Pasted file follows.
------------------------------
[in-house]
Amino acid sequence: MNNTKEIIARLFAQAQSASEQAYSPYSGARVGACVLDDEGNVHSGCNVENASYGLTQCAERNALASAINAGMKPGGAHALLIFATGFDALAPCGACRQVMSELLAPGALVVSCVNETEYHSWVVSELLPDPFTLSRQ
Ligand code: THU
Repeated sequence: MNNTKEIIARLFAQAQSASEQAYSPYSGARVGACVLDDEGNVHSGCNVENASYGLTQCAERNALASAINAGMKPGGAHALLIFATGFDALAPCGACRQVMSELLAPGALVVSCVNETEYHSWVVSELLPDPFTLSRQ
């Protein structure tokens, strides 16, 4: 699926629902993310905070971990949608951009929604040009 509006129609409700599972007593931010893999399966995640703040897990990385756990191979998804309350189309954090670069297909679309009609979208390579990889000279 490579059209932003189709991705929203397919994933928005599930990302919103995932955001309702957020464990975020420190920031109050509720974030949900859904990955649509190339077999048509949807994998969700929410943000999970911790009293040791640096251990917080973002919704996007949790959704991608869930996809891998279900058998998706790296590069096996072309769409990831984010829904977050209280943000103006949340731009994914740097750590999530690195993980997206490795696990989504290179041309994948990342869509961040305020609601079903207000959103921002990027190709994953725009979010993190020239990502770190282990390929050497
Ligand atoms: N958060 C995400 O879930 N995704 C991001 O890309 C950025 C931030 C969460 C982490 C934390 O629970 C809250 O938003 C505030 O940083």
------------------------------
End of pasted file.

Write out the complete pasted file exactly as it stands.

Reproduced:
[in-house]
Amino acid sequence: MNNTKEIIARLFAQAQSASEQAYSPYSGARVGACVLDDEGNVHSGCNVENASYGLTQCAERNALASAINAGMKPGGAHALLIFATGFDALAPCGACRQVMSELLAPGALVVSCVNETEYHSWVVSELLPDPFTLSRQ
Ligand code: THU
Repeated sequence: MNNTKEIIARLFAQAQSASEQAYSPYSGARVGACVLDDEGNVHSGCNVENASYGLTQCAERNALASAINAGMKPGGAHALLIFATGFDALAPCGACRQVMSELLAPGALVVSCVNETEYHSWVVSELLPDPFTLSRQ
């Protein structure tokens, strides 16, 4: 699926629902993310905070971990949608951009929604040009 509006129609409700599972007593931010893999399966995640703040897990990385756990191979998804309350189309954090670069297909679309009609979208390579990889000279 490579059209932003189709991705929203397919994933928005599930990302919103995932955001309702957020464990975020420190920031109050509720974030949900859904990955649509190339077999048509949807994998969700929410943000999970911790009293040791640096251990917080973002919704996007949790959704991608869930996809891998279900058998998706790296590069096996072309769409990831984010829904977050209280943000103006949340731009994914740097750590999530690195993980997206490795696990989504290179041309994948990342869509961040305020609601079903207000959103921002990027190709994953725009979010993190020239990502770190282990390929050497
Ligand atoms: N958060 C995400 O879930 N995704 C991001 O890309 C950025 C931030 C969460 C982490 C934390 O629970 C809250 O938003 C505030 O940083």